MARJORIE Bates always knew her destiny lay in art.
She was only six years old when she impressively sketched a windmill while sitting on a wall near her pleasant village home of Kings Newton in Derbyshire.
And the fact that she was a distant relative of Dame Laura Knight suggests such talent was in her genes.
The daughter of George Bates, a wealthy manufacturer of mosquito netting from New Basford, she lived in the family home The Grange at Wilford and that made it possible for her to enrol at the Nottingham School of Art in Waverley Street, a time she would look back on with great happiness.
She quickly displayed an award-winning talent that prompted her parents to send her to Paris to study under Professor Jean Paul Laurens at the National High School for Fine Arts.
Marjorie prospered and in 1912 a pastel of a French kitchen earned another gold medal, displays at the Salon des Artistes and the Royal Academy in London.
From Paris, Marjorie embarked on a journey down Africa, with a commission from the Sultan of Zanzibar helping to pay her way.
But war came in 1914 to interrupt Majorie's travels. She joined the British Red Cross and was posted to Malta where she treated the wounded from the Gallipoli campaign, opening her eyes to suffering on an unimaginable scale.
Marjorie suffered personal tragedy when her unnamed fiance was killed in action.
She never found another man to take his place, although she did raise her sister's children following her marriage break-up.
After the war, she returned to Nottingham and the world of art. She was a member of the Royal Society and Nottingham Society of Artists, based in a studio in the Lace Market where she produced a prodigious quantity of paintings and drawing, which later appeared as postcards and in book and magazine illustrations.
Her paintings are mainly in watercolour or in pastel with subjects including garden scenes, landscapes, architecture, street scenes, figure studies and portraits.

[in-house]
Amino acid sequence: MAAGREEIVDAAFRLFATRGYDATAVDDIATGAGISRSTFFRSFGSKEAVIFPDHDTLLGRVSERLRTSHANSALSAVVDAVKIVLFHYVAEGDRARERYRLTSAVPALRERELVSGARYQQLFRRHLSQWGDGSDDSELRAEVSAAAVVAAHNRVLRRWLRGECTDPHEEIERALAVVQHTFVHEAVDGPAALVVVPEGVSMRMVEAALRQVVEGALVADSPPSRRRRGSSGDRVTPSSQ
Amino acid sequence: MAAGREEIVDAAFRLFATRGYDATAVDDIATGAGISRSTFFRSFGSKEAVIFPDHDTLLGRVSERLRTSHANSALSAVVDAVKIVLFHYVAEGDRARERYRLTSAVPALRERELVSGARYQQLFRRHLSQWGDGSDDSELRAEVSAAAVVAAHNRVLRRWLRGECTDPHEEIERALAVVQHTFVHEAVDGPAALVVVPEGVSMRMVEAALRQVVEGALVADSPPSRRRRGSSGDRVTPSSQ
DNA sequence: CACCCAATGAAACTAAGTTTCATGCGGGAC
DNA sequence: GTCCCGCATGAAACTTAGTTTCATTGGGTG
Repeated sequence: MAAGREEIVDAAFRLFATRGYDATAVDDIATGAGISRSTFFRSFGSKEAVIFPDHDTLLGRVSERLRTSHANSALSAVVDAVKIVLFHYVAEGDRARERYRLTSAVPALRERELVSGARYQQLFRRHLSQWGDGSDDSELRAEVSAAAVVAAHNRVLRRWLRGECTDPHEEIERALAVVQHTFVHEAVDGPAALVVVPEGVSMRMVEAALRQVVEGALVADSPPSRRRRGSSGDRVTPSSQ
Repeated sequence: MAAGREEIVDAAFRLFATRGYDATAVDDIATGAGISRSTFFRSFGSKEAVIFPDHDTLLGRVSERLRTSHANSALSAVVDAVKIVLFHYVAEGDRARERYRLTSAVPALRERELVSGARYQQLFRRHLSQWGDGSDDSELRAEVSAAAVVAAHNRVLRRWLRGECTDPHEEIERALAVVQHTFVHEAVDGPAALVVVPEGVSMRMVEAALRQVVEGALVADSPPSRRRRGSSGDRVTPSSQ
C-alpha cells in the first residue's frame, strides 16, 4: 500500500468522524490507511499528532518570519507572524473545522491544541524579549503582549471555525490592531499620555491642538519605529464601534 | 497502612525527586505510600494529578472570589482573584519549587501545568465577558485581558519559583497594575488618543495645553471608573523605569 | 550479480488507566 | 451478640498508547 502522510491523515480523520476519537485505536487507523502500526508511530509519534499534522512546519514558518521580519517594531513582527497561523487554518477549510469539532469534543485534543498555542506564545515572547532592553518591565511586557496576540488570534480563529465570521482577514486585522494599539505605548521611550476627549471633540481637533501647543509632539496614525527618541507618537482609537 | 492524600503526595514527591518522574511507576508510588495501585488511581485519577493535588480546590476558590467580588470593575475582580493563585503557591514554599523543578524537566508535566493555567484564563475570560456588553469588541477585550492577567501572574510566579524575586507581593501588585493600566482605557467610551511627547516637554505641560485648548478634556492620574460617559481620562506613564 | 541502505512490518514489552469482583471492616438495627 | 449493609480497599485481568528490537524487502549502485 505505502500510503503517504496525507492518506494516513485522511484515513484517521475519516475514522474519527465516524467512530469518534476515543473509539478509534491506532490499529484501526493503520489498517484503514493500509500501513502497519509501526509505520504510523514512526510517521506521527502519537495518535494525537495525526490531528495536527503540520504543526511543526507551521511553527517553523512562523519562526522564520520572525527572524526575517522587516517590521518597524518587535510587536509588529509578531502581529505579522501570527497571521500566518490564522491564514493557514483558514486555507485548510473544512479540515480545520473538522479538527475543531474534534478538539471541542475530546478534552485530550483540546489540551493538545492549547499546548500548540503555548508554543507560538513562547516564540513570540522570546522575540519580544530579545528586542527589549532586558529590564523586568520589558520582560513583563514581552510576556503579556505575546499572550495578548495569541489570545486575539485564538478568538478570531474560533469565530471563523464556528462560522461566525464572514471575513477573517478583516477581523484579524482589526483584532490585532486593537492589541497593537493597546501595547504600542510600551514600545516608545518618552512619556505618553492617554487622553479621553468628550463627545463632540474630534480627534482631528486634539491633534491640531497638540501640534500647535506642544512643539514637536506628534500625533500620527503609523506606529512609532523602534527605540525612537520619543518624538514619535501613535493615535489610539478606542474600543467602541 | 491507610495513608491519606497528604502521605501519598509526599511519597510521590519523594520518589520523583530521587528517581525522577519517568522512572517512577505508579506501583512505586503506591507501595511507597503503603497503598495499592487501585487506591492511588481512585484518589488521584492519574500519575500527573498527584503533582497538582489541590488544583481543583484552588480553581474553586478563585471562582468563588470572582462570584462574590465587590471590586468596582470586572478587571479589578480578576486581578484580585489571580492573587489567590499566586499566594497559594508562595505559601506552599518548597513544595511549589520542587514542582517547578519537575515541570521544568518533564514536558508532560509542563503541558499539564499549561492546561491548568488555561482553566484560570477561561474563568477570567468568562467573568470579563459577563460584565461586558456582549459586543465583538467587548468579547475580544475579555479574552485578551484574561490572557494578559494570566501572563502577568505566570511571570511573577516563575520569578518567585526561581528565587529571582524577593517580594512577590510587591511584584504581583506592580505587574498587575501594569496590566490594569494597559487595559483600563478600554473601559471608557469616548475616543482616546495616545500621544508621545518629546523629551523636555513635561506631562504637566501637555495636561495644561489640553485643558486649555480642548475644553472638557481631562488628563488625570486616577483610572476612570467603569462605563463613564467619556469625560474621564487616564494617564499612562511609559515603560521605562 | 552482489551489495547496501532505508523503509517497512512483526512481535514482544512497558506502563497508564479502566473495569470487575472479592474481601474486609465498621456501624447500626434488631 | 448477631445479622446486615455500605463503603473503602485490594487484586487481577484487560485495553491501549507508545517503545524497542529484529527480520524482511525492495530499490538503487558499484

Between the wars, her work was used extensively by the British Art Company to illustrate books.
Then, in 1953, she was approached to produce a series of "period" drawings to be turned into postcards, to mark the Coronation of Queen Elizabeth II. An original of Barrogill Castle in Scotland was accepted by the Queen Mother.
Marjorie C Bates, as she always signed her paintings, was interviewed by the Weekly Guardian in 1954, the reporter commenting: "Quietly, busy, happy in her occupation and modestly proud of her success, she is a truly delightful person to meet."
Last year, a Marjorie Bates painting that depicts child poverty in local workhouses in the early 1900s was rediscovered by Notts County Council. The painting measures 47ins by 39ins and shows a workhouse nursery, possibly at Southwell.
It was discovered in the council's facility in County Hall by officer Graham Jarvis, who is interested in local art.
He said: "As soon as I saw Marjorie's picture, I understood how important it was to this county, especially if we could attribute it to Southwell Workhouse.
"The painting is in excellent condition and probably the best Marjorie Bates painting I have ever seen."
A number of the artist's illustrations are on display in County Hall.
Majorie Bates died in 1962 at the age of 76, her ashes being buried in the family plot in Wilford Churchyard.
Marjorie C Bates, by Ztan Zmith and Brian Walker, is available from Stan Smith, 44 Church Tree Close, Brinsley Notts NG16 5BA; email firstname.lastname@example.org or call 01773 783009. It costs £2.50.